In this case, one of the things that will likely happen is that, as the crisis continues, those managers that can most readily adapt to direct coordination of workers remotely will survive, the ones that can't won't. Managing employees remotely differs significantly from on-prem management. It requires more coordination and is more goal-oriented rather than schedule-oriented. It also relies, paradoxically, on a more hands-off approach. Remote home-work is going to be disruptive for those who aren't used to it, and also places the manager into the personal space of the employee in a big way. Micromanagers may very well find themselves facing lawsuits due to harassment even unintentionally. Again for those who are already used to remote work, this shouldn't be that big of an issue, but for those who aren't (regardless of relative authority levels) this ethical and legal environment can become a minefield.
It's also worth noting that cloud-based systems are still computers, and they still require periodic installation, maintenance and repair. This means that operational staff may end up still being on call, but on-call does not mean on-premises. Service will degrade. System reliability will drop from 99.999% to perhaps as low as 83%, and there will be companies that go out of business simply due to liability provisions.
Manufacturing is already slowing down significantly, to the extent that the economy will certainly be in a fairly deep recession by summer. After three months of the virus, the Chinese economy is only just beginning to restart its manufacturing capacity, but it may be several months or even years for the country to reach the levels it once had. Already in the US, teams of developers and creatives, many who had been attached to major projects, are beginning to go feral and lose cohesiveness as work dries up and wages drop dramatically.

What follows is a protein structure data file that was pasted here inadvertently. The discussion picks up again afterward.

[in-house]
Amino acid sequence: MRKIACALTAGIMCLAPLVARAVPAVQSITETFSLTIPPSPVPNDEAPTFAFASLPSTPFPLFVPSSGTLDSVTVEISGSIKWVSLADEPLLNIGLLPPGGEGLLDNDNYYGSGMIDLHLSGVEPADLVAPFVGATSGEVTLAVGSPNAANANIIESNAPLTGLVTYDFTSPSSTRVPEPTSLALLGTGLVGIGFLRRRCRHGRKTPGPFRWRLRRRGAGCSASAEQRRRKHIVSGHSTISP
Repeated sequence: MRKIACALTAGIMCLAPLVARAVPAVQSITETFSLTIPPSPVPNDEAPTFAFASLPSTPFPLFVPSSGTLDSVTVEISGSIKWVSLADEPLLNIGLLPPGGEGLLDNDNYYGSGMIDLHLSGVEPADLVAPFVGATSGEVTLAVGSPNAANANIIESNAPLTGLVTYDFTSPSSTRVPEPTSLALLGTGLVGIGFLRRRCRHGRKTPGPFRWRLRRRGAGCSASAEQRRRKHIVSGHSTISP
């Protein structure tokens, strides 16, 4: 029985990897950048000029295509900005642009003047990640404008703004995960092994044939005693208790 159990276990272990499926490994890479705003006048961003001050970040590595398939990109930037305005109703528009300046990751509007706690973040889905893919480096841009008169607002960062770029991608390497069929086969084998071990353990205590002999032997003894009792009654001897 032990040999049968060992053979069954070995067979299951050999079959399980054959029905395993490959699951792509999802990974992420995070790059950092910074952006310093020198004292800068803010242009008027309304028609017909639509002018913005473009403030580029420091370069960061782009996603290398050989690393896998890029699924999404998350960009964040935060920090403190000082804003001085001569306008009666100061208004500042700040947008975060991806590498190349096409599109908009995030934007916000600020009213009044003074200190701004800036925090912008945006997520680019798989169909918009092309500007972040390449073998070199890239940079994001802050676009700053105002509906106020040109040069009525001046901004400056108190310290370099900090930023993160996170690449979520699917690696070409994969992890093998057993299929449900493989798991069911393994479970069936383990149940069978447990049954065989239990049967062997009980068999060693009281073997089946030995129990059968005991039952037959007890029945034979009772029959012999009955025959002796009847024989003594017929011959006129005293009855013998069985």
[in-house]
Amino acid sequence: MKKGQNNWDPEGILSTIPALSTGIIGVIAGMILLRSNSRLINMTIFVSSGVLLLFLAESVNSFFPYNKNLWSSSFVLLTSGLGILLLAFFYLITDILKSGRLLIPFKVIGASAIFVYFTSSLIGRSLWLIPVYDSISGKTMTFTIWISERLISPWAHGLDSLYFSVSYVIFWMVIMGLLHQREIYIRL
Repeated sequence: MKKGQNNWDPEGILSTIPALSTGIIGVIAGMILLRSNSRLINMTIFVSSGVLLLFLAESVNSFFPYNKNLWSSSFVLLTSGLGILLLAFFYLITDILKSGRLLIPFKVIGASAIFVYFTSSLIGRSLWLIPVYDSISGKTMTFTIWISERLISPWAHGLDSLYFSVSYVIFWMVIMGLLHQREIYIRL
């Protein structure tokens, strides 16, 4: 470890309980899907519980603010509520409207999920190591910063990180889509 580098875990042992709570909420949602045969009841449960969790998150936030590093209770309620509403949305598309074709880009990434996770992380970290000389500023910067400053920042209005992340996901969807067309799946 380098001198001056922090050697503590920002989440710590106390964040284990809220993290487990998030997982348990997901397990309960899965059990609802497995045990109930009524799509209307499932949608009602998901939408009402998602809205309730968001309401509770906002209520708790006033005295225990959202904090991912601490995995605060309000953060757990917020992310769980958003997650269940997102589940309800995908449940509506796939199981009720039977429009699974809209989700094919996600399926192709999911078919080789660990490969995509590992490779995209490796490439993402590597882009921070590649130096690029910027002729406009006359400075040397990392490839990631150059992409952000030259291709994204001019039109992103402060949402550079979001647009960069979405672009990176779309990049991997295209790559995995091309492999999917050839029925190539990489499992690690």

Education is also going to face (and cause) problems. Grade schools are already under pressure as demographic pressures are making for shrinking class sizes, and should Covid get into the schools, the likelihood is high that schools will opt to go for remote schooling rather than cancelling school outright. This move is not ideal, it means that the role of schools as kid tenders (as opposed to the educational missions) effectively disappears. Again, it's now feasible to do, but it may very well have a profound impact upon the shape of education (and society) for decades as schooling becomes an in-home activity.
The final concern is the fact that Covid-19 S and L strains both have profiles that attack older people prejudicially. People in senior management positions will die, and in increasingly distributed work environment, it may actually be some time after they do before that fact is known. It's an ugly issue to address, but succession planning should be something addressed now, not just for the C-Suite but for any mission critical positions or personnel. Provisions should be made for people who are sick or even quarantined, and each team, virtual or otherwise, should ensure that projects won't collapse if a critical project manager or senior developer or data scientist is out of the picture for a month or more (or worse, permanently).